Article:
10 Behaviors That Reveal an Overbearing Person

10 Behaviors That Reveal an Overbearing Person


You may know someone at work or school who is overbearing. Their pushiness and arrogance make it challenging to relate to them. Before you give up on them, it may be useful to understand what makes them do what they do. Here are some other behaviors that reveal someone is an overbearing person.

What behaviors indicate an overbearing person?

Vocabulary.com defines overbearing as disdainful, arrogant, insolent, lordly, proud, and supercilious. Here are some other characteristics of an overbearing person.

You’ll find it most comfortable to avoid dealing with this personality type when possible. But when it’s a co-worker or family member, you might not be able to do so. In these exceptions, here are ten ways you can cope with them.

1 – They are controlling

An overbearing person insists on being in charge. They are often goal-oriented, ambitious, and practical. They may be so busy achieving the goals that they forget about the people around them. An overbearing person may get angry when others don’t agree with their plans. Studies show that controlling people are often successful in their careers. This seems like a good thing on one level, except that their success is often at the expense of people. They use people, managing them like things rather than having a relationship with them.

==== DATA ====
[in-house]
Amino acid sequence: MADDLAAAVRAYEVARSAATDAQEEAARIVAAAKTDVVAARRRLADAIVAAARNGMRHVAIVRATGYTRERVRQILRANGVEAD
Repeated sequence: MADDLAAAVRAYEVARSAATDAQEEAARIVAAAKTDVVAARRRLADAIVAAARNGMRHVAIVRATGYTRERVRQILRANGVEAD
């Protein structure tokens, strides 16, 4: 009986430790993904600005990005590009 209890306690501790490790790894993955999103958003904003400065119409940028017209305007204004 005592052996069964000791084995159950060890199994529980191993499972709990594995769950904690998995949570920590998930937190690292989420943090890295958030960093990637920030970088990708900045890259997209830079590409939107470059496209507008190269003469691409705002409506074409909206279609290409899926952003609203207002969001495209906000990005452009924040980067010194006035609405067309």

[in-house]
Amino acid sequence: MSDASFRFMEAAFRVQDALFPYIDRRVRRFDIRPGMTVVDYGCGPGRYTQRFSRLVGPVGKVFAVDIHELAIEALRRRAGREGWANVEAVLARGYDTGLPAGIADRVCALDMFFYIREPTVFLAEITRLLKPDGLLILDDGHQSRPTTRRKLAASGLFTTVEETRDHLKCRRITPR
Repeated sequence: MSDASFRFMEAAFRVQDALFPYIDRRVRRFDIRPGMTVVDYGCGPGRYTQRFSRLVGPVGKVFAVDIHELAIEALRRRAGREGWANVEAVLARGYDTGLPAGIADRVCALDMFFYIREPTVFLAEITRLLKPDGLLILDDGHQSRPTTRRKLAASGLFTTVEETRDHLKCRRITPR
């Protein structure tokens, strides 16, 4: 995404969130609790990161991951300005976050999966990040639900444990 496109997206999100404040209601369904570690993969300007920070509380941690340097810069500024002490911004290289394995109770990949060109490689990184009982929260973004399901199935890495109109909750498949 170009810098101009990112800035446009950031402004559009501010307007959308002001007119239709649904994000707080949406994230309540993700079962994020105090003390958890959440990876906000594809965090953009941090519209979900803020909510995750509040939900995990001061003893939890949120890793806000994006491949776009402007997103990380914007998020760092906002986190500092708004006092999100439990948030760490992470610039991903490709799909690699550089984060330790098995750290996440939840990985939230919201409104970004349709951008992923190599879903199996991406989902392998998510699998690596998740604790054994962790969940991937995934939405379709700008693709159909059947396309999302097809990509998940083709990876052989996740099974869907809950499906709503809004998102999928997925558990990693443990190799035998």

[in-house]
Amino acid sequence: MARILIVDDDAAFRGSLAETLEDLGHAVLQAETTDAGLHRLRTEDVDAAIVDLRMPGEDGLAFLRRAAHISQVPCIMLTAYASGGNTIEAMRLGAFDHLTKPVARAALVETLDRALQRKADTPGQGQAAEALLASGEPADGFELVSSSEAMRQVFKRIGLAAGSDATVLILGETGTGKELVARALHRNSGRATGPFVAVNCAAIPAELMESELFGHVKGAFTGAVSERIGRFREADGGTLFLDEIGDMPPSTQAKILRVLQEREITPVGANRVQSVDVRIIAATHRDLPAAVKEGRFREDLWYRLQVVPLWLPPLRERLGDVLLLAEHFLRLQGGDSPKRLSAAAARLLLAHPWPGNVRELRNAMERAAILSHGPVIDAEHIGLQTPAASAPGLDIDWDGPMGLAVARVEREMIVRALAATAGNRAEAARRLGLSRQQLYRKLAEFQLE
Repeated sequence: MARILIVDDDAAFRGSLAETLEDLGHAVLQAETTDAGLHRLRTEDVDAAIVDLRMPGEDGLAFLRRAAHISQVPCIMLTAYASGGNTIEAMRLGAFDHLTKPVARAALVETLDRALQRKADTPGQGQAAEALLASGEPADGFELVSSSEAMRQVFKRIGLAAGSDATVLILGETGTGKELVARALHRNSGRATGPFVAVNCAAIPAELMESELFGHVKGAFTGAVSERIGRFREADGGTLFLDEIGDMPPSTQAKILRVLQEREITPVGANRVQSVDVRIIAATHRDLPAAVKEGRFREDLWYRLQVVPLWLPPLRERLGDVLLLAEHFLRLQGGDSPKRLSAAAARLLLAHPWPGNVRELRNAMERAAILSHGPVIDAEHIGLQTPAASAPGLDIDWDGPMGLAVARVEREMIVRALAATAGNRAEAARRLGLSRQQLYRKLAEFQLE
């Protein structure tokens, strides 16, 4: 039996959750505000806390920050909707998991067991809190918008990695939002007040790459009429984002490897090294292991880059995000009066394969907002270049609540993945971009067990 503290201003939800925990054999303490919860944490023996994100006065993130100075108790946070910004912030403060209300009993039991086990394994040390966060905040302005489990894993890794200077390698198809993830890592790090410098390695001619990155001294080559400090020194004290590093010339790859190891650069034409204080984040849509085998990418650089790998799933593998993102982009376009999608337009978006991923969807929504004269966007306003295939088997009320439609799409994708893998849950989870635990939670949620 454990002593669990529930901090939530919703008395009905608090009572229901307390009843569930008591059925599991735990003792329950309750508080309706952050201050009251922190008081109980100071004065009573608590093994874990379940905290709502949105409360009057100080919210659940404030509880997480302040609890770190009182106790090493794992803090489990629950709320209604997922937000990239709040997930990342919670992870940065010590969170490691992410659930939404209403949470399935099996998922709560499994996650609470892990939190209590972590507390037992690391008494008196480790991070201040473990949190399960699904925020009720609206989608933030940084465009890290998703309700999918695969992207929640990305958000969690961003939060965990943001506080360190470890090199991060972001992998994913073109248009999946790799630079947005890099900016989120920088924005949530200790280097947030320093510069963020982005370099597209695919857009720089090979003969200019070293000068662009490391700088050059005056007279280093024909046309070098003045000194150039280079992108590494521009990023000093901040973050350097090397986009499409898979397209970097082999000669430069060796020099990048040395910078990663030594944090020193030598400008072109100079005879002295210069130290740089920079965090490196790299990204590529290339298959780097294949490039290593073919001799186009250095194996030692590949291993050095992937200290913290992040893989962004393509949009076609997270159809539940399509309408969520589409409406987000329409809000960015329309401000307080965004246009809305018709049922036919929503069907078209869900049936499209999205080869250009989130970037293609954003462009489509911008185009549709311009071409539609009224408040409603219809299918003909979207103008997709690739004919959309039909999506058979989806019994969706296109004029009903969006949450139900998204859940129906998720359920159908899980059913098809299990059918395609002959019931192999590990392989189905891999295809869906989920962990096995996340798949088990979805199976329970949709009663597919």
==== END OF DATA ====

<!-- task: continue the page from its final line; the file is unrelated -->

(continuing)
overbearing2 – They give advice even if no one asks

An overbearing person assumes you want their advice. They don’t notice or understand social clues to indicate that their ideas weren’t appreciated. Overbearing people can be confident, even arrogant in their self-assessment. Without realizing it, they make the people around them feel intimidated. They are the “little executive” overseeing everyone around them. It’s a big put off and usually makes people around them distance themselves.

3 – It’s all about them

When a person is overbearing, they may listen for a while but then circle the conversation back to themselves. They can be overly eager to talk about themselves. After all, it’s all about them. When the overbearing person steals the attention away from someone and begins to talk about themselves, it leaves others feeling like they weren’t listening. Overbearing people come across as egotistical and full of themselves because of this bad habit.